One of WordPress’ big claims is that it democratizing publishing. In recent years, it’s also begun democratizing the distribution and consumption of data via the Rest API, and it’s helped push the openness of data, which can be used by anyone to make the world a little better.

Change is born of many things but it always stems from a refusal to accept the norm. When Shay died on the TV show Chicago Fire, many of us were angry. When Lexa died on The 100, we became irate. And then we organized. Multiple groups, separate, all used WordPress and social media to power our desire to show the world what was wrong and what needed to change. We took our hobby of television and made it our passion, and we let our passion start to change the television landscape.

WordPress Enables Change

Having built many sites in many different CMS tools, ranging from Jekyll and Hugo to MediaWiki and Sharepoint, WordPress still makes it easiest to share the data in more ways than just plain old HTML. By allowing us to output our content in JSON with that API, we can create paths for people to transmute our data and display it in new ways we never dreamed of.

In the last two years, I’ve been able to take my simply hobby site from a list of information to a open API for people to get lost in like Wikipedia to an open-data resource for all people to generate dynamic results. Without data we cannot come to accurate conclusions about the world, and without OPEN data, we cannot work together to make the world better.

Taking a hobby as a vector for change didn’t happen overnight. It came with toil and hard work. It came with research of plugins and solutions. It came with hours and hours of watching TV just to come up with a reasonably accurate list of all the queer females on television, and if they were alive or dead. And with this data, we’ve been able to help news reporters and tv show writers visualize the impact on the world. We’ve started to change the world, just a little, with WordPress.

Bury Your Queers

Just telling people “Hey, WordPress helped me power a site that publicized the information of a hitherto uncollected dataset” would be a pretty short post.

I mentioned change was born of a refusal to accept the ‘norm’ in our lives. As it happens, being a queer female on television is more dangerous than being on the Titanic. In 2014, it was reflecting the darkest aspects of ourselves. In 2015, 33 queer females died on TV. Over 40 in 2017. Trans people are being murdered in record numbers today in the real world. All of this is related to the Dead Lesbian trope, AKA Bury Your Queers.

My theory is that the more we accept death in our media, the more we accept it in reality. The media is pervasive and colors our lenses to accept normal when it’s not. There are a lot of hills to stand on and make this point, but I picked the one that reflects me the most, and the one I felt I could tackle. My hope was that it would just be the start.

A Brief History

  • December 13, 1971 – Julie Solkin / Executive Suite
  • August 15, 1995 – Talia Winters / Babylon 5
  • May 7, 2002 – Tara Maclay / Buffy The Vampire Slayer
  • May 13, 2014 – Leslie Shay / Chicago Fire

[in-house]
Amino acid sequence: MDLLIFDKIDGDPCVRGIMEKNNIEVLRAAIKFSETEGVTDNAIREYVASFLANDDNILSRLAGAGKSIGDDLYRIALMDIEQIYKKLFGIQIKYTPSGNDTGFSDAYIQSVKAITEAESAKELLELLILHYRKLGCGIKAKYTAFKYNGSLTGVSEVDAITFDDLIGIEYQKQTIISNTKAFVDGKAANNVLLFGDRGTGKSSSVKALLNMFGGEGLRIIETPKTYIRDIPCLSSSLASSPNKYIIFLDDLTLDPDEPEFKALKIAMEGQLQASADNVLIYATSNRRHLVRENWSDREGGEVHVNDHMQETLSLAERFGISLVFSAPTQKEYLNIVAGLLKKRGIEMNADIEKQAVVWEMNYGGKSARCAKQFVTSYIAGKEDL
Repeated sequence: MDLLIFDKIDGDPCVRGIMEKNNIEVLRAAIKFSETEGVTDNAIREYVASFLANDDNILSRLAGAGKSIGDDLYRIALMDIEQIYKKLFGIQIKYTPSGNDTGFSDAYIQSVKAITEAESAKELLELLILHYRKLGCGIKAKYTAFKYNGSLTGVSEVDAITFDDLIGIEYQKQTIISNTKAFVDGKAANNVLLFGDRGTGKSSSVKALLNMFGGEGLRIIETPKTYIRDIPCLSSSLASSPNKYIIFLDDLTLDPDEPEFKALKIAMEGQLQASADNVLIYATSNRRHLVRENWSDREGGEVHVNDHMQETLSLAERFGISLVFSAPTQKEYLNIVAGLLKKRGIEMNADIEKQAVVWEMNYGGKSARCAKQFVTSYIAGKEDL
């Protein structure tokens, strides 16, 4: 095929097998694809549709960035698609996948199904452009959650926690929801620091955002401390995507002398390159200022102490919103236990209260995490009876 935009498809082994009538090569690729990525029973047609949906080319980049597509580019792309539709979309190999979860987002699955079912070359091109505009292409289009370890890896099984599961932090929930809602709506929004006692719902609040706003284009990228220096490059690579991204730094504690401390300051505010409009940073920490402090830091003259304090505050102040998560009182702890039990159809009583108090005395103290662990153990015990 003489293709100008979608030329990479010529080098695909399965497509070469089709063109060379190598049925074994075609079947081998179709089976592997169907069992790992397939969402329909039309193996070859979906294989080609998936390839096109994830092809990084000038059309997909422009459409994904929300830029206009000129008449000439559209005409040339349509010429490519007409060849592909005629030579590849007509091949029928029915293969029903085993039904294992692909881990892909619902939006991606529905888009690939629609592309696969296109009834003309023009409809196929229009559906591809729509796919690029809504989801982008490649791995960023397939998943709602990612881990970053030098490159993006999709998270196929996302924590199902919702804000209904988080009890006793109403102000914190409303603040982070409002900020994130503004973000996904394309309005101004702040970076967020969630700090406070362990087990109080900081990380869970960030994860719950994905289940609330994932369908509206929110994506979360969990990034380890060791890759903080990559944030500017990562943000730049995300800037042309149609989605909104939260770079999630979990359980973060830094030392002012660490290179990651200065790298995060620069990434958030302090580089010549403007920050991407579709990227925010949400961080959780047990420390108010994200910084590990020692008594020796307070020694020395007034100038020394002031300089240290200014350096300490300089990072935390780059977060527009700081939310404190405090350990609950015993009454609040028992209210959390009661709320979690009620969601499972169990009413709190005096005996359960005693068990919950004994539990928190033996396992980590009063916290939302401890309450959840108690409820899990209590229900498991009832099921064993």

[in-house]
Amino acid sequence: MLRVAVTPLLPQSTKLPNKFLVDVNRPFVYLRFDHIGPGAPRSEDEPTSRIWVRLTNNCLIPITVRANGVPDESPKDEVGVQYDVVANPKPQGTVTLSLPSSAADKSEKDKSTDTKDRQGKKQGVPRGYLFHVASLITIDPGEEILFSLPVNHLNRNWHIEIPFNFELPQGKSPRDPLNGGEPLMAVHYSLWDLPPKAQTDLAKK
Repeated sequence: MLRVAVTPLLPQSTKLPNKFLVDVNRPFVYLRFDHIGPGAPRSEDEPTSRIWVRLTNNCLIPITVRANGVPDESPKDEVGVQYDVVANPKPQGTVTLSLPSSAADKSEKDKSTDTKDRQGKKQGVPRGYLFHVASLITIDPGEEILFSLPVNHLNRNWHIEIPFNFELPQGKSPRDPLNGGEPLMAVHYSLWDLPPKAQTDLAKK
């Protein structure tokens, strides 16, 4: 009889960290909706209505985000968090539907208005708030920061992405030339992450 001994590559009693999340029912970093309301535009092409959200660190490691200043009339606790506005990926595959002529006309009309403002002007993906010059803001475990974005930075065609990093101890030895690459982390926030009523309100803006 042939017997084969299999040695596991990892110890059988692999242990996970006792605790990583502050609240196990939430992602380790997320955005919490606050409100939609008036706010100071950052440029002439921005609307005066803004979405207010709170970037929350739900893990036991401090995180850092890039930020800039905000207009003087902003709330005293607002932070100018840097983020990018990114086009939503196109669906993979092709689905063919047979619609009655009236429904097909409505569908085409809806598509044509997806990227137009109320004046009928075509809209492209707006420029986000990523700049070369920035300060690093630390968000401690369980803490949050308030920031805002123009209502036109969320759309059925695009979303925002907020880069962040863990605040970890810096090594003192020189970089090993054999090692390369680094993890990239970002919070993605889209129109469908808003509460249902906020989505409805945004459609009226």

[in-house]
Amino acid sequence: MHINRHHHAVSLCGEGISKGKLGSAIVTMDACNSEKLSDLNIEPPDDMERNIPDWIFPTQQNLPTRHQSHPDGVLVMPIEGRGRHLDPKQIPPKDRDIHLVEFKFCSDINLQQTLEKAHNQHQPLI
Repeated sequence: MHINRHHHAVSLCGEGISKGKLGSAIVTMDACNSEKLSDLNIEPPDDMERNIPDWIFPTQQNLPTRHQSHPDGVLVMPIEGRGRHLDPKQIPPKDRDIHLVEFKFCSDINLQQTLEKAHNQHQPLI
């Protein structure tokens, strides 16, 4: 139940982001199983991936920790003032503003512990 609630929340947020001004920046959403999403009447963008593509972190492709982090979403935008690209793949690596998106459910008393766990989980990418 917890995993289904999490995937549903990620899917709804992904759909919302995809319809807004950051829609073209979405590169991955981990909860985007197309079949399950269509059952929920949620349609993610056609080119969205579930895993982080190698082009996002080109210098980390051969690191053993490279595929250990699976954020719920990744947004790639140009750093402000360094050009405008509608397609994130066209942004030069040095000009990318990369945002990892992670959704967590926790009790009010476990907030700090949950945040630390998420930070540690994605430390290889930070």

• March 3, 2016 – Lexa / The 100
  • June 4, 2017 – Barbara Keen / Gotham

It would take me a while to list all the deaths, so I’ve listed six of the more prominent deaths here. Julie was the first recorded death. Lexa set the world on fire. These deaths, out of well over 270 since 1971 by the way, shaped our perceptions. They told us it was okay to kill off the queers for shock value. But the thing is, with Lexa, last year, people lost their minds.

If you were in the LA area, you may have seen some surprising billboards in 2016. There were four all told, four separate billboards crowdfunded globally via Tumblr, Twitter, Facebook, and a WordPress site. They collected the money and put the billboards up and said that WE would not stop. That wasn’t the end of it. There’s been a convention, ClexaCon, and more activism.

Why WordPress?

One of the interesting things was we all sat down, in our various corners of the internet, and asked “How bad is this, exactly?” Sites like AutoStraddle made a straight up (heh) list of all the dead and all the happy-endings. Spoiler, very few have happy endings. Other sites, like LGBT Fans Deserve Better and LezWatchTV started to make lists of everyone we could find. And we all actually used WordPress.

There are pros and cons for every platform. There was never a doubt in Tracy’s mind that we were going to use WordPress, but I always think about pros and cons. MediaWiki is amazing when you want anyone contributing becuase it allows anonymous edits. But there was too much possibility for abuse so MediaWiki was out. Static site generators like Hugo or Jekyll are fast and secure (go on, hack my html please. Knock yourself OUT). But they’re not very flexible and can be difficult to manage with multiple contributors or non-technical ones. WordPress, though, is flexible, allows for multiple editors, processes images easily, and is incredibly extendable.

What Next?

Obviously I haven’t even begun to touch on the code part, of how you build out the data and make it beneficial to people via tools like plugins or Amazon Alexa, and not even how you build the data so you can do those things.

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